Having seen those products in cutaway, I know they are incredibly primitive and designed by guesswork and some empirical study. Having spoken with many can makers over the years, few of them can even spell CFD, let alone understand what it means. (Unless they’re all sandbagging me, and something amazing will be out in the next year. I bet one of my cars it won’t.)

          Those drag racers must know what they’re doing despite the fact that everyone else put a fence on their rear spoiler a decade ago…
          Those engine builders must know what they’re doing despite the fact EFI works better than any carb ever…
          Those Rootes blowers sellers must know what they’re doing despite the efficiency of a Lysohlm being multiples better…
          Those who wait for lightning to strike must know what their doing, despite those who start a fire with friction….

  4. Hope you used ear-pro on that M240. 140 db limit is for instant sound. 85 is for continious sound (like a MG).

    Fat cans are old news here in Europe, next thing is they will be debuting reflex suppressors as something new. They have their advantages and are good on rifles. This is due to scopes or gas tubes. On pistols they can be a problematic. If yoy want a fat pistol can I would recommend an offset design (like the Osprey) and tall sights. Might even have a 2.5-3.0 inch diameter instead of 2 inches.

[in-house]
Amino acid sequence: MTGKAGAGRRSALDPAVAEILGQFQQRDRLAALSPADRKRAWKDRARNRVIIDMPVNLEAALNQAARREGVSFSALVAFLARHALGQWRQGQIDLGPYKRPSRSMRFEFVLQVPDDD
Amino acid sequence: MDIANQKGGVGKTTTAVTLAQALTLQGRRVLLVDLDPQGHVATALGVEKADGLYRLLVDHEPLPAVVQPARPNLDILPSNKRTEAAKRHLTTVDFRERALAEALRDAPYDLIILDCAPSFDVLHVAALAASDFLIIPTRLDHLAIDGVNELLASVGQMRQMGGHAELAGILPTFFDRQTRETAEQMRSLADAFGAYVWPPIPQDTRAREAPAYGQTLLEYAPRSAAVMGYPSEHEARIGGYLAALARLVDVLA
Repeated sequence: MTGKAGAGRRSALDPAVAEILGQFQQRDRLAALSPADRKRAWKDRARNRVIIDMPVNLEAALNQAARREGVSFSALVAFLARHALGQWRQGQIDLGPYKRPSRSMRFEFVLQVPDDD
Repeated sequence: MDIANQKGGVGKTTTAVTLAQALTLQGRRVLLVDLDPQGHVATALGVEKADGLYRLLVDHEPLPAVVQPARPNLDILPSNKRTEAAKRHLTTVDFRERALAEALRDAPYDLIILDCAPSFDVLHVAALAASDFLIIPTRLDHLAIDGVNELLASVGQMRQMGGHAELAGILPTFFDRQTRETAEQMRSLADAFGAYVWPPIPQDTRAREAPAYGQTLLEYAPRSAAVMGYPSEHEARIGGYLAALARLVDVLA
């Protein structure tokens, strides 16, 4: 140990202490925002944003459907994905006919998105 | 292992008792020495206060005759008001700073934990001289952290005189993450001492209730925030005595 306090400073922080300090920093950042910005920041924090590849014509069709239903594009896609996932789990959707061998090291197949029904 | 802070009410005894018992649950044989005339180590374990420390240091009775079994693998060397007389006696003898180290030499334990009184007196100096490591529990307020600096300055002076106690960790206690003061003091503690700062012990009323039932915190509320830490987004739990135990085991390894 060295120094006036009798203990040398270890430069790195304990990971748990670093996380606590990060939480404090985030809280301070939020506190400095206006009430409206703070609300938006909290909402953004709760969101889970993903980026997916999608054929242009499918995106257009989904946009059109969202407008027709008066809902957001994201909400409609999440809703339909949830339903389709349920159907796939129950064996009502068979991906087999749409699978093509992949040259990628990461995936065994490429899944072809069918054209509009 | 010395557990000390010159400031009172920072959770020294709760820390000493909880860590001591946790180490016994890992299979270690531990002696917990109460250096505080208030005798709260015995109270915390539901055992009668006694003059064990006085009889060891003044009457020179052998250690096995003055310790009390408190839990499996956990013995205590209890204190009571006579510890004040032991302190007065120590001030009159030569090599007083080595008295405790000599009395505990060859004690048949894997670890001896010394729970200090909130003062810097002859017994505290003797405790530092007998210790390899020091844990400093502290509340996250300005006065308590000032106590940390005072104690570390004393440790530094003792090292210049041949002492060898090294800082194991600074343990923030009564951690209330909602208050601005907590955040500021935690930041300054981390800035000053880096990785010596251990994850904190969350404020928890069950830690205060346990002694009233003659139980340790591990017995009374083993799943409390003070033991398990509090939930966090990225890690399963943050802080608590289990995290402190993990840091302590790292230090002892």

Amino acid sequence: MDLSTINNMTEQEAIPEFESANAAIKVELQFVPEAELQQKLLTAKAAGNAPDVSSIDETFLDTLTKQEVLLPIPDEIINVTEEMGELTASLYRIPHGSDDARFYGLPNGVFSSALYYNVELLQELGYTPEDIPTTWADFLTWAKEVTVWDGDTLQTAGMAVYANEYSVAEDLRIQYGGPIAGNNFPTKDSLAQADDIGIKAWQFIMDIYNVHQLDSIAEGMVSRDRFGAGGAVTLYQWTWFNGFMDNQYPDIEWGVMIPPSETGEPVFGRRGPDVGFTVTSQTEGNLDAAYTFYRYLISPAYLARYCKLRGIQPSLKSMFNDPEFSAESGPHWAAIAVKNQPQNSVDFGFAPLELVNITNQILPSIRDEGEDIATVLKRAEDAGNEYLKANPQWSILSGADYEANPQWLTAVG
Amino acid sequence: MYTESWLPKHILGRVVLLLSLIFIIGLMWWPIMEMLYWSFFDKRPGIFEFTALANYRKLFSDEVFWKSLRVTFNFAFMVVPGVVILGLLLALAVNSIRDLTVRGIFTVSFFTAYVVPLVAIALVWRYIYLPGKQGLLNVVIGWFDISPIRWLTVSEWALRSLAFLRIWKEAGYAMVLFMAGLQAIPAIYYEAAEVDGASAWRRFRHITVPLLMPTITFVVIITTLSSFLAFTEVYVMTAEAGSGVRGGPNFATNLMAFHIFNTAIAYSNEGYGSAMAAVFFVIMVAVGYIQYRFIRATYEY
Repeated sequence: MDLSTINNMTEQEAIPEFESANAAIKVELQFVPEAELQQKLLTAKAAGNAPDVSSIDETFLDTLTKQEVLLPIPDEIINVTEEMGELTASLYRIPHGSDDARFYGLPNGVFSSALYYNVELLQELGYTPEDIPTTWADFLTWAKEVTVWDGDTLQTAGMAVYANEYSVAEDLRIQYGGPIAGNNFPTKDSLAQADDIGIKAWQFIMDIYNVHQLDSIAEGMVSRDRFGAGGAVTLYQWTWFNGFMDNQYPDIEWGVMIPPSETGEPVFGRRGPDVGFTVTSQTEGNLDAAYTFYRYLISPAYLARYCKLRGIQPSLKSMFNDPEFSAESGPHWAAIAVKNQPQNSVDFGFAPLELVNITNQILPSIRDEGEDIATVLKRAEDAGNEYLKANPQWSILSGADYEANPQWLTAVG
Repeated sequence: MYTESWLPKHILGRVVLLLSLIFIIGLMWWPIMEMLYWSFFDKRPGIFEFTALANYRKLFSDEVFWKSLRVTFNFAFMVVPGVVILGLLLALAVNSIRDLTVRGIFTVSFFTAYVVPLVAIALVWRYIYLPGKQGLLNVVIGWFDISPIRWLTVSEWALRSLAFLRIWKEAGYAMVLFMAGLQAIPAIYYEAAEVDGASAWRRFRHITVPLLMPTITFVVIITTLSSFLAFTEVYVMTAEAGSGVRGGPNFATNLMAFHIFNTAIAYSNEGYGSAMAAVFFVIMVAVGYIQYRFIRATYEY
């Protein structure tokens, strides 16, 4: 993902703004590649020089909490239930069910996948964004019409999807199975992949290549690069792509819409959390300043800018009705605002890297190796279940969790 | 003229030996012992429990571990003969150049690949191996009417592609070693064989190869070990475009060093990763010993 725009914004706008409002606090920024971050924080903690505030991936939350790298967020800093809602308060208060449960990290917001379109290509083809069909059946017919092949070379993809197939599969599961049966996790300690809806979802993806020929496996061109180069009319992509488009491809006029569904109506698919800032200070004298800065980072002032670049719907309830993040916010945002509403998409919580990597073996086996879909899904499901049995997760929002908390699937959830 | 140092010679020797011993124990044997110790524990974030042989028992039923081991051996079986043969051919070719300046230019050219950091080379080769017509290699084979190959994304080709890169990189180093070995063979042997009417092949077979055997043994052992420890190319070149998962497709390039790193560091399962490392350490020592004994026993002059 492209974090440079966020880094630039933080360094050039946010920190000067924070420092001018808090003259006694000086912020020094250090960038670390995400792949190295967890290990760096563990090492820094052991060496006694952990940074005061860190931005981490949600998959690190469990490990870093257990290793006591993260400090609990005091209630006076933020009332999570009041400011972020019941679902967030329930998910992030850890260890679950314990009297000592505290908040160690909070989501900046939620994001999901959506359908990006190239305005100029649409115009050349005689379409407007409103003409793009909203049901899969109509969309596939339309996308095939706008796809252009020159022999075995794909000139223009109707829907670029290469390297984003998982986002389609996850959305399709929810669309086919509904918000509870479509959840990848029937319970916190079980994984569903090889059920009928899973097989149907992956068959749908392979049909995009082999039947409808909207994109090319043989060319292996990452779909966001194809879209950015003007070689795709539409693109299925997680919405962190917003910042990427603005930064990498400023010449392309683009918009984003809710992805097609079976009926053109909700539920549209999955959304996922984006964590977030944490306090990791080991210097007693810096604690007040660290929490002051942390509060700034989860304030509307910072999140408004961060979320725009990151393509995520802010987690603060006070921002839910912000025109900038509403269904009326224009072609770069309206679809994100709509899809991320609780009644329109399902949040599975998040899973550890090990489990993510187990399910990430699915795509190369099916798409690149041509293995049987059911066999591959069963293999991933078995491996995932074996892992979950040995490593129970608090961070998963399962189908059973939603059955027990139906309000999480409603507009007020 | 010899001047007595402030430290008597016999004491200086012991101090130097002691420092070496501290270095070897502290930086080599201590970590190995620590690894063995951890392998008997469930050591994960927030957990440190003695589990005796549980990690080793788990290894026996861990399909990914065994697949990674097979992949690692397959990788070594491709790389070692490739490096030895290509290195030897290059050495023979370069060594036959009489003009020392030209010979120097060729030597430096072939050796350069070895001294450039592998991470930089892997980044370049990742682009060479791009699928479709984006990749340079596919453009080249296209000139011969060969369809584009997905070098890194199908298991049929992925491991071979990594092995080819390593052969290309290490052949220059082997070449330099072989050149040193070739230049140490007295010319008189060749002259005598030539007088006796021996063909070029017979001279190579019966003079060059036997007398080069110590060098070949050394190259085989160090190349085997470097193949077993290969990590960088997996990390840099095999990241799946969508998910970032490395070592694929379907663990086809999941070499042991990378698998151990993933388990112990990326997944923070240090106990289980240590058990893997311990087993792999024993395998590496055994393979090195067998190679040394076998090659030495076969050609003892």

5. The rapidly diminishing “returns” inherent in the inverse relationship of suppressor size vs. dB, make this a pretty easy friggin’ decision.

    Making noise is good. And easy. And most importantly, ‘free’.

  6. More volume makes for a quieter can… Thanks for the news flash Nick. Can’t wait to see Sig try to market a 2″ pistol can.

    • C’mon El Mac, you know Nick is operator as f*ck. No need for the hatin’ ๐Ÿ˜›

      • @nathanredbeard, no doubt he does look operator as f*ck. But you know, that short or long tab would seal (pun intended) the deal.

  7. If it’s a volume thing, why not make a sphere shaped can…wouldn’t that give you the optimal volume in the least amount of space?

  8. Someone suppressor-savvy answer this for me: Does the can HAVE to be mounted center-line? Can’t the can be mounted off-center (with the bulk of the can below the barrel center-line), allowing for standard (or only slightly elevated) sights, assuming the bore of the can is drilled in line with the barrel? Is this too difficult to manufacture? Or does it simply not function as well in suppressing the blast?

  9. The silencerco osprey blocks standard sights. Therefore, replacement taller sights are still required. So, what’s the point if it’s not eccentric enough to be below the sights?